Beijing plays constructive role in brokering Saudi-Iranian agreement

 

Pilgrims to Mecca, Saudi Arabia, travel last year on a Chinese-built light rail system. — XINHUA
Pilgrims to Mecca, Saudi Arabia, travel last year on a Chinese-built light rail system. — XINHUA

Published: Mon 27 Mar 2023, 10:25 AM

Experts have explained the credit given to China for helping Saudi Arabia and Iran resume diplomatic relations.

By Jan Yumul

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They said that Beijing continues to play a crucial and constructive leadership role in the quest for world peace, demonstrating China’s position as a major power. As a trusted and honest broker in ending the impasse between Saudi Arabia and Iran, China has enabled Riyadh and Teheran to realise that despite their differences, they have much in common, the experts said. These commonalities will benefit those who have long sought leadership to develop the region’s potential and accommodate its diversity, they added.


In an agreement announced by China, Saudi Arabia and Iran on March 10, the two Middle Eastern countries agreed to resume diplomatic relations and reopen embassies and missions within two months.

The agreement ended a seven-year rift between Riyadh and Teheran.


Ebrahim Hashem, former adviser to the chairman of the Abu Dhabi Executive Office and former head of the Abu Dhabi National Oil Company’s strategy division, said, “The fact that (Saudi Arabia and Iran) have accepted China as their trusted broker shows that both sides believe in China’s capacity and genuine intentions to help reduce the temperature in the region.”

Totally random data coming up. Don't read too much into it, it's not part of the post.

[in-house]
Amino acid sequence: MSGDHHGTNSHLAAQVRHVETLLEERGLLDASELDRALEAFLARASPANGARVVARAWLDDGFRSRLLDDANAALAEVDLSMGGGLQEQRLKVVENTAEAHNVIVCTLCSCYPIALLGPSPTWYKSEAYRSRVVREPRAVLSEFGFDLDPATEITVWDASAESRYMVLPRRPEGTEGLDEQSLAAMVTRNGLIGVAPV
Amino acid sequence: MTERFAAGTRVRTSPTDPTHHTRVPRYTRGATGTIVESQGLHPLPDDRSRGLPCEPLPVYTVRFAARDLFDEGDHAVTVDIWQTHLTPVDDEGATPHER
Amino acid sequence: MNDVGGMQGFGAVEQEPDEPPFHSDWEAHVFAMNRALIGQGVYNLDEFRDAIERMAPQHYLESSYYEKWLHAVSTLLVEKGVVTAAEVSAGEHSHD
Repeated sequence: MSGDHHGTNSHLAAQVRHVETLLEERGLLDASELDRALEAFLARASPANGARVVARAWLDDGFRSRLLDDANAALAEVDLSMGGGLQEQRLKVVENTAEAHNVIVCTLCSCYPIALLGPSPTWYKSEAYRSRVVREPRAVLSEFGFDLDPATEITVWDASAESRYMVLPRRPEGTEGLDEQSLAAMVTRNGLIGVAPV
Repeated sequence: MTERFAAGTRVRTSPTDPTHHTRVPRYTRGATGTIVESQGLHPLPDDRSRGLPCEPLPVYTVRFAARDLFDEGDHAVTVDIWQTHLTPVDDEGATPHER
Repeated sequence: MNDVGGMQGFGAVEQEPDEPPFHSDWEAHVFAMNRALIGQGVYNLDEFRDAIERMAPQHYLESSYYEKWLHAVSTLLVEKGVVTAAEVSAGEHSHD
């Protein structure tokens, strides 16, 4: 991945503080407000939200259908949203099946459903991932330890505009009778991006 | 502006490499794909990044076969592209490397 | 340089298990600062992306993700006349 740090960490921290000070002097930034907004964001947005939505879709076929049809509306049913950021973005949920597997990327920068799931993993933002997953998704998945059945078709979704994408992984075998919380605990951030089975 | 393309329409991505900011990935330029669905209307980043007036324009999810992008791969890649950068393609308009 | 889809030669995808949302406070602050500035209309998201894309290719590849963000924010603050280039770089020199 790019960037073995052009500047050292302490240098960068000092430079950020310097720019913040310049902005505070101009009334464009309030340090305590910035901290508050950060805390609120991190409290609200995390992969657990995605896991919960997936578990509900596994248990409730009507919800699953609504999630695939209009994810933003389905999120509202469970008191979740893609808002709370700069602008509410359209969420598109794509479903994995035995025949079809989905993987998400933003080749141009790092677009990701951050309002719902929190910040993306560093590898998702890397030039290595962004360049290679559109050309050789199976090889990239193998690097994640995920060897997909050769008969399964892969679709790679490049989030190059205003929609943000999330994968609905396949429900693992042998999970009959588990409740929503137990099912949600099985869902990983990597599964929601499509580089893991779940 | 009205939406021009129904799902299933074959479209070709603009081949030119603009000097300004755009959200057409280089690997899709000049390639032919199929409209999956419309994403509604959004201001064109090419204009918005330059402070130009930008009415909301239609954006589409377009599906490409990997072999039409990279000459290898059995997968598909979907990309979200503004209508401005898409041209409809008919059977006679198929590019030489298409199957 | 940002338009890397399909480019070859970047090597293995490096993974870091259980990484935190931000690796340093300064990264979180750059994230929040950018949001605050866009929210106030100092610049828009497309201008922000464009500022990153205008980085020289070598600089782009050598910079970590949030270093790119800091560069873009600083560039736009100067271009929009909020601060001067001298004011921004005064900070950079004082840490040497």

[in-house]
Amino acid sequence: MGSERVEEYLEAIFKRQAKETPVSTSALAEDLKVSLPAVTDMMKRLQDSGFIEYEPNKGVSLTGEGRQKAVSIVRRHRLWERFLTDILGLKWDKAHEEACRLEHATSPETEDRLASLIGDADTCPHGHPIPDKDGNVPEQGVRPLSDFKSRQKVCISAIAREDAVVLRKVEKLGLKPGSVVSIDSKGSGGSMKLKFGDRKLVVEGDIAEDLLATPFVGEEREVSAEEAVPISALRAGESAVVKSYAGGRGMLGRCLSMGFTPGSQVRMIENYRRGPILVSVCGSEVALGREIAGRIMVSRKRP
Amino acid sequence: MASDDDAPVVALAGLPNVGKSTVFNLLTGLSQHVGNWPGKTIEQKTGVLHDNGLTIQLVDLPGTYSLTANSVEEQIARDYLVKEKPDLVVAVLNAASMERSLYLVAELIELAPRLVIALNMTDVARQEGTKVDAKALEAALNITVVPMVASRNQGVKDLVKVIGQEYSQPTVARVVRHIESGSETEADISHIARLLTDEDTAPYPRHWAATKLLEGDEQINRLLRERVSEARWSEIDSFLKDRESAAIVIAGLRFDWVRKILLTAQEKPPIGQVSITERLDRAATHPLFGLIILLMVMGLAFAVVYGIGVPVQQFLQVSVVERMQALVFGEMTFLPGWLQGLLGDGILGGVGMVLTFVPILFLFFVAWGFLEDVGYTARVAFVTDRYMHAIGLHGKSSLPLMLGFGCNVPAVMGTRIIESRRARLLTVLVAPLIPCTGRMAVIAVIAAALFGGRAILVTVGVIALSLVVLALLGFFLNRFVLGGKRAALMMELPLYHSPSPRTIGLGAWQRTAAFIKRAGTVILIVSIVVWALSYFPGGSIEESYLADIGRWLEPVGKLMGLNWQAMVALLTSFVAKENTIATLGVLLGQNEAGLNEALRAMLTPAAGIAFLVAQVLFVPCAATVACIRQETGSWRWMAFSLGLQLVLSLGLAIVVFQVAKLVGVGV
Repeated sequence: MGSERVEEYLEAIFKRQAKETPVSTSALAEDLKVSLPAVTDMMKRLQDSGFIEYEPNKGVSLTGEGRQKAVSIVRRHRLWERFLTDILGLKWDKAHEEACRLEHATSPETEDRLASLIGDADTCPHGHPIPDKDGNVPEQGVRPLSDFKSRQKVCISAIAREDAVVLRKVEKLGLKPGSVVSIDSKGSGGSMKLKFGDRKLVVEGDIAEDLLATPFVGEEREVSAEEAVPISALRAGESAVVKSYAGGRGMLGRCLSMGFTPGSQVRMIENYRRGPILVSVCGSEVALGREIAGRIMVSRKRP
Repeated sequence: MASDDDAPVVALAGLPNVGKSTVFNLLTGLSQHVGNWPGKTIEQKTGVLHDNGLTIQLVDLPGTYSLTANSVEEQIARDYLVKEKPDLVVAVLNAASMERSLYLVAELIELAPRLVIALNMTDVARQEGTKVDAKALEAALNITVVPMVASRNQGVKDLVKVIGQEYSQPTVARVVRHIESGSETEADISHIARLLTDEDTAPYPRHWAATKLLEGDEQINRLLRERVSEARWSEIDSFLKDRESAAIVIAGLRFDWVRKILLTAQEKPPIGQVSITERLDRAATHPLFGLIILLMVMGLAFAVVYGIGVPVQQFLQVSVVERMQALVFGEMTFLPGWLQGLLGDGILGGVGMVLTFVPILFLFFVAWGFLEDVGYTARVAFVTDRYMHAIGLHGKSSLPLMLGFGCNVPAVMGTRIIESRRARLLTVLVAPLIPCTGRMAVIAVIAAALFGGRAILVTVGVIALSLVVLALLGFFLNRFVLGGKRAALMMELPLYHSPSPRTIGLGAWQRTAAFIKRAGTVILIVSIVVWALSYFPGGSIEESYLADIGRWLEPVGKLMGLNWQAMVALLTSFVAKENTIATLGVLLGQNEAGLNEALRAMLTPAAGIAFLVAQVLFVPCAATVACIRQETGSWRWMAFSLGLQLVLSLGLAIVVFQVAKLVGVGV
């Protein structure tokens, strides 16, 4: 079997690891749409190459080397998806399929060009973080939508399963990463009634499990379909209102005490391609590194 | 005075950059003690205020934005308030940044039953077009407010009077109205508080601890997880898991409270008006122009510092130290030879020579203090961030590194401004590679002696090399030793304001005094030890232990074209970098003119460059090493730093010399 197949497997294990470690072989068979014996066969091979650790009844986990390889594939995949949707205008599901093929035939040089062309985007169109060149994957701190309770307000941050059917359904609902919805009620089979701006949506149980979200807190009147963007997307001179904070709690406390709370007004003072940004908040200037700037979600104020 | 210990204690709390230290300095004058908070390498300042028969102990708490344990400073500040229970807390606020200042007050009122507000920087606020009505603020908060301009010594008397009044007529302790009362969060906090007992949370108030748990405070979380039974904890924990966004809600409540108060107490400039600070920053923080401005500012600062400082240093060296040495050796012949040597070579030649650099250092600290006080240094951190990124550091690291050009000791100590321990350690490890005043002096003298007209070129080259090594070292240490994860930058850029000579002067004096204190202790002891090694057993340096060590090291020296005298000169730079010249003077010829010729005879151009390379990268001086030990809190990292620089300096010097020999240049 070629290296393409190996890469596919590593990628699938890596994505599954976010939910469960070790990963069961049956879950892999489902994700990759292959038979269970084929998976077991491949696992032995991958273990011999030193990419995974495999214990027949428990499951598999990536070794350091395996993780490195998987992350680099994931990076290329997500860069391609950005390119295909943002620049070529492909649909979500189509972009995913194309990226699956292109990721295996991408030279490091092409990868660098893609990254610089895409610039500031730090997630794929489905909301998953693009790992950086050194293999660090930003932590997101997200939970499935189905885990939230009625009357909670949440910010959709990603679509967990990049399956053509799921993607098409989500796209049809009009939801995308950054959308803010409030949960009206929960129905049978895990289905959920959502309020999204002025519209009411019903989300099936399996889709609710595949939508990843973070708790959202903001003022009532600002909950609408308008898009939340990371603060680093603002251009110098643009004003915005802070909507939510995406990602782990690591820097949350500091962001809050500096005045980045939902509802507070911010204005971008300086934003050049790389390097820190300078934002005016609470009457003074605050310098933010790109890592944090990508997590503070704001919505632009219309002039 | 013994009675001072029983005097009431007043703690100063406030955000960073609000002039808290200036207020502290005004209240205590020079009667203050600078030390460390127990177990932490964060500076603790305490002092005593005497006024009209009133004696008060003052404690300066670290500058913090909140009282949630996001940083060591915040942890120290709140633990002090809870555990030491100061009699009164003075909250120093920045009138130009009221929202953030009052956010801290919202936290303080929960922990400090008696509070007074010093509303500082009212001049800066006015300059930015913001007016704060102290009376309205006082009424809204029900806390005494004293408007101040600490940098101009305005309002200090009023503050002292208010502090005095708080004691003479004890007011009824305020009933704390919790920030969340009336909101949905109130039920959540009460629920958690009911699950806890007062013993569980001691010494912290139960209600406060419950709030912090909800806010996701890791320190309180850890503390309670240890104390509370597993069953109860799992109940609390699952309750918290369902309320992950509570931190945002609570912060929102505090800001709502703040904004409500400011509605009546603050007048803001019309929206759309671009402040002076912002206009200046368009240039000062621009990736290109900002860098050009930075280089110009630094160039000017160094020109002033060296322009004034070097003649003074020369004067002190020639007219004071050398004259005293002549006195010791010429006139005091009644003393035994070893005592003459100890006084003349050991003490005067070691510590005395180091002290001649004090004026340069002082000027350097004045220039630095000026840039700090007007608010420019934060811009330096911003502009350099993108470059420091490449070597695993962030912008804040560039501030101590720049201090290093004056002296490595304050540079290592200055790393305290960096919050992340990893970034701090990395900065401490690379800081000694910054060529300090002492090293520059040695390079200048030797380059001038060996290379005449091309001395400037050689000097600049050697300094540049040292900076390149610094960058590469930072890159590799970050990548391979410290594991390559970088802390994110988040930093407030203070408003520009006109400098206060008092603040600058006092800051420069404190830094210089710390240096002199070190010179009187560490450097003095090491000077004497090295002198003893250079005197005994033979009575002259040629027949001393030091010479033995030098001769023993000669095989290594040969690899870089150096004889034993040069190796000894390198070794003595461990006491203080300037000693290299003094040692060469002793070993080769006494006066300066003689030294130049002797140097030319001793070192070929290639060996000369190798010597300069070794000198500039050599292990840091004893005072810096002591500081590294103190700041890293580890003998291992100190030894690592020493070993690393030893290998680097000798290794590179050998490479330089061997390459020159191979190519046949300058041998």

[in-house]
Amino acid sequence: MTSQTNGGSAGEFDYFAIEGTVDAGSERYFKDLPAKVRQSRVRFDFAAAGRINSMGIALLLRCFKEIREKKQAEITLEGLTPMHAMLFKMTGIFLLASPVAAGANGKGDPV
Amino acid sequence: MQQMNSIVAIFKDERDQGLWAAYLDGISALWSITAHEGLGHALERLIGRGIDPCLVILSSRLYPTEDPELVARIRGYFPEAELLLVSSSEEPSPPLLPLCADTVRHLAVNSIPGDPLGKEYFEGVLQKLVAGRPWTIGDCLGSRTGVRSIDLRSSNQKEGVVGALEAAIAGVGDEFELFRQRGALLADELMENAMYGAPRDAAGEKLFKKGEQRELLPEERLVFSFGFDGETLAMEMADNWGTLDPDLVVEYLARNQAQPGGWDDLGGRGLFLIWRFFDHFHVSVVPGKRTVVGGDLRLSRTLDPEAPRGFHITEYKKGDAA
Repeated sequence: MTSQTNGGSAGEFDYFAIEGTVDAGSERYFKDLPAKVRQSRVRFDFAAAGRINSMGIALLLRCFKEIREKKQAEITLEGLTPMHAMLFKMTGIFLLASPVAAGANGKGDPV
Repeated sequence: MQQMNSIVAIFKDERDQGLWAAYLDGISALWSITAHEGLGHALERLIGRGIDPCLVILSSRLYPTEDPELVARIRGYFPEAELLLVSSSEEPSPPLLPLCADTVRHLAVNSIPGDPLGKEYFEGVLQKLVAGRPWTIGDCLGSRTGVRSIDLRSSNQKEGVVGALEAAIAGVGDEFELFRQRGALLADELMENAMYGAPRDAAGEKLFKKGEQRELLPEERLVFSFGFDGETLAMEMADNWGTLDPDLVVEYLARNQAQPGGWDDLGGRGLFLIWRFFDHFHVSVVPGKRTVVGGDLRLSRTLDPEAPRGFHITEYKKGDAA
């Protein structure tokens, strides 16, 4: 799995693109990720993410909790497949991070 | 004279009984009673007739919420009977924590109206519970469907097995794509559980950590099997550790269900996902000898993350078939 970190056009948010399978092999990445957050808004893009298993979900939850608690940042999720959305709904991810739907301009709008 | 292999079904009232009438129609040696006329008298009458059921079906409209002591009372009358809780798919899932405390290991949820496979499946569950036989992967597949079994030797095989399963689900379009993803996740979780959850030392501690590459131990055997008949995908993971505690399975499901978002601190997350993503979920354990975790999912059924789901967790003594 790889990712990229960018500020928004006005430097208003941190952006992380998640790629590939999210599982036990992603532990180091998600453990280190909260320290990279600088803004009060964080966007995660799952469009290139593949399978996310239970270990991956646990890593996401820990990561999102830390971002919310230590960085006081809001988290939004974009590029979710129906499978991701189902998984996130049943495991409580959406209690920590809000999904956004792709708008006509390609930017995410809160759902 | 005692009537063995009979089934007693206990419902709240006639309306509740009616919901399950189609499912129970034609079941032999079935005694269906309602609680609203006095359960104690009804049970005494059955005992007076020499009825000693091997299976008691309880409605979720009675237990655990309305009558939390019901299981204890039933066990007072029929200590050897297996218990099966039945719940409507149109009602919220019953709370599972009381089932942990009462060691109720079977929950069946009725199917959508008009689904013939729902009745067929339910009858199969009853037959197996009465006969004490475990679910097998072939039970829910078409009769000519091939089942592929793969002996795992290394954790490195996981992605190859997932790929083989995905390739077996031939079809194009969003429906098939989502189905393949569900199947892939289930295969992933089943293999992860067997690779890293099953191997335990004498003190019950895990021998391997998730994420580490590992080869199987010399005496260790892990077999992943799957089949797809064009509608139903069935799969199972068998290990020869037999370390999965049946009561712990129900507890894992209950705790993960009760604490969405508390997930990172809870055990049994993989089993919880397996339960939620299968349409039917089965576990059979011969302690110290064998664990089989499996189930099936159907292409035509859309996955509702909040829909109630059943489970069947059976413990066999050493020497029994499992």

By approaching Beijing and officially referring to the “noble initiative” of President Xi Jinping, Saudi Arabia and Iran are “giving credit to China, and the way the agreement was announced shows that both sides” believe in China’s positive contribution to regional and global stability”, Hashem said. “The agreement that has been brokered by and announced from Beijing sends a clear message to the world that the Middle East is not the exclusive sphere of influence of anybody and that regional players have the agency and ability to hold their fate in their own hands.” Farhan Mujahid Chak, associate professor of political science at Qatar University, said China played a crucial role in bringing the two countries together by “acting as an honest broker and pragmatically offering incentives to both nations”. “China’s Belt and Road Initiative is ambitious and extraordinary. It can only get stronger with Iran and Saudi Arabia on board,” Chak said, adding that the initiative also shows the “increasingly global leadership role exemplified by China”.

“The zero-sum and prejudicial policies that plague the region (the Middle East) have not contributed to peace, prosperity or progress. Therefore, it was only a matter of time for the leaderships of both countries (Saudi Arabia and Iran) to realise that despite all their differences, they have much in common, and working together will benefit everyone,” Chak said. The trilateral statement issued on March 10 said Saudi Arabia and Iran had held talks to resolve their differences through dialogue and diplomatic means, to abide by the purposes and principles of the charters of the United Nations and the Organisation of Islamic Cooperation, and to follow international regulations and practices.